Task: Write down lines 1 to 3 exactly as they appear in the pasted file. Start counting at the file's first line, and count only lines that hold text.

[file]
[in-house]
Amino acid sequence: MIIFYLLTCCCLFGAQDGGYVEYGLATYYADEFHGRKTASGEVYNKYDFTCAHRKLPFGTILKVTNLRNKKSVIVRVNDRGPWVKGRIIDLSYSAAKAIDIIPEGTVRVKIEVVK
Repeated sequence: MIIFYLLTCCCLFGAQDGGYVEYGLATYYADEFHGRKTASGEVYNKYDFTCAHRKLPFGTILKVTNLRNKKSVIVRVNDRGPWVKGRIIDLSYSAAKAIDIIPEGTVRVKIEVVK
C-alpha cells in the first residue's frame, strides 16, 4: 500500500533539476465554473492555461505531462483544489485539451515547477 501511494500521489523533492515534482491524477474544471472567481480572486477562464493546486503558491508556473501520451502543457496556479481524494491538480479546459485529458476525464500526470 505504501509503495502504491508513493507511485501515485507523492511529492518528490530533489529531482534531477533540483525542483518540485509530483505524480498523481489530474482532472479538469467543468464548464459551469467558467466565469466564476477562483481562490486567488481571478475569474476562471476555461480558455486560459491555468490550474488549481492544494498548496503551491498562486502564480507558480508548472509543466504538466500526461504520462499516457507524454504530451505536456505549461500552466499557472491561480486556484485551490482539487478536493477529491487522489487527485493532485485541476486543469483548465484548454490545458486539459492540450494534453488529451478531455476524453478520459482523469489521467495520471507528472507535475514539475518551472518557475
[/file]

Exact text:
[in-house]
Amino acid sequence: MIIFYLLTCCCLFGAQDGGYVEYGLATYYADEFHGRKTASGEVYNKYDFTCAHRKLPFGTILKVTNLRNKKSVIVRVNDRGPWVKGRIIDLSYSAAKAIDIIPEGTVRVKIEVVK
Repeated sequence: MIIFYLLTCCCLFGAQDGGYVEYGLATYYADEFHGRKTASGEVYNKYDFTCAHRKLPFGTILKVTNLRNKKSVIVRVNDRGPWVKGRIIDLSYSAAKAIDIIPEGTVRVKIEVVK